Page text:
Subject: Re: International treatment of the public domain
From: Russell McOrmond <russell@flora.ca>
Date: Tue, 17 Feb 2004 16:44:47 -0500 (EST)



  Lets continue down this line of thinking... (just trying to understand
the logic people have presented...)

On Tue, 17 Feb 2004 jcowan@reutershealth.com wrote:

> Russell McOrmond scripsit:
> 
> >   If NASA has the ability to apply a license in a foreign country to a
> > works that is in the public domain in the USA, then does not any other US
> > citizen have the ability to apply a license as well?  If these other US
> > citizens do not, then does NASA?
> 
> Why, because NASA, through its employees who actually write the works, is
> the author.

  Like other forms of "work for hire", the employer (The United States
Government) would be the copyright holder if there was copyright.  In this
case the employer has released the works into the public domain via
legislation.

  Like other forms of "work for hire" the employees do not have rights in
the United States or any other country, and would not be considered the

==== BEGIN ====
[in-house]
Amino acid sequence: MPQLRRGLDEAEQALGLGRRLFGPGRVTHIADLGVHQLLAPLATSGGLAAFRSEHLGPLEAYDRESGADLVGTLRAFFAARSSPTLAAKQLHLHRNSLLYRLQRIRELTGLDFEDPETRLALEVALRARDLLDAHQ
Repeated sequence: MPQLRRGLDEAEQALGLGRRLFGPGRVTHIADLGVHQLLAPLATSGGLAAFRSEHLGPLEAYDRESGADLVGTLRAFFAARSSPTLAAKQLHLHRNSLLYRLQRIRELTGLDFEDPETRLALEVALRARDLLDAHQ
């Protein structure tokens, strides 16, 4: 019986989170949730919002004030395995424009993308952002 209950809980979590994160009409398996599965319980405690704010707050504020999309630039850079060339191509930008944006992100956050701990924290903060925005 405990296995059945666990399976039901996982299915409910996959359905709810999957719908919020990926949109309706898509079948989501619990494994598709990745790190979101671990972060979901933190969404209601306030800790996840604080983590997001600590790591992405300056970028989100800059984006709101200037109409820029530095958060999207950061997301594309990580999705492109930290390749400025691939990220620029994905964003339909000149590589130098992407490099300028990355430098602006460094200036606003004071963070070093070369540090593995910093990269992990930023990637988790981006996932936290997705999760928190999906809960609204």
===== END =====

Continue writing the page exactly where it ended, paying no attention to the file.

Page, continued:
author for the purposes of copyright.

Note: I am not a supporter of the concept of "work for hire" or what is
sometimes called "contractual rights", but that is a political
conversation outside the scope of this list.  I believe that
first-copyright should only exist for natural persons, and that any
transfer of copyright to an employer (natural person or corporation), if
it happens at all, should be negotiated as part of an employment agreement
or other legal document.

> >   Does the concept of there being a "copyright holder" outside of the USA
> > make sense when US legislation says that the US government creator does
> > not receive copyright inside the USA?
> 
> Just as much as the notion that _Steamboat Willie_ has a copyright holder
> in the U.S. but not in Canada.

  You will need to provide a reference here.  Is this a case where an
author died more than 50 years ago (Canadian term for natural persons) but
less than 75 (US term for natural persons).  If this is the case then we
are talking about a copyright term question, not a question when the
potential copyright holder waives copyright and related rights (releases
the work to the public domain).

---
 Russell McOrmond, Internet Consultant: <http://www.flora.ca/> 
 Perspective of a digital copyright reformer on Sheila Copps, MP.
 http://www.flora.ca/russell/drafts/copps-ndp.html
 Discuss at: http://www.lulu.com/forums/viewtopic.php?t=2757

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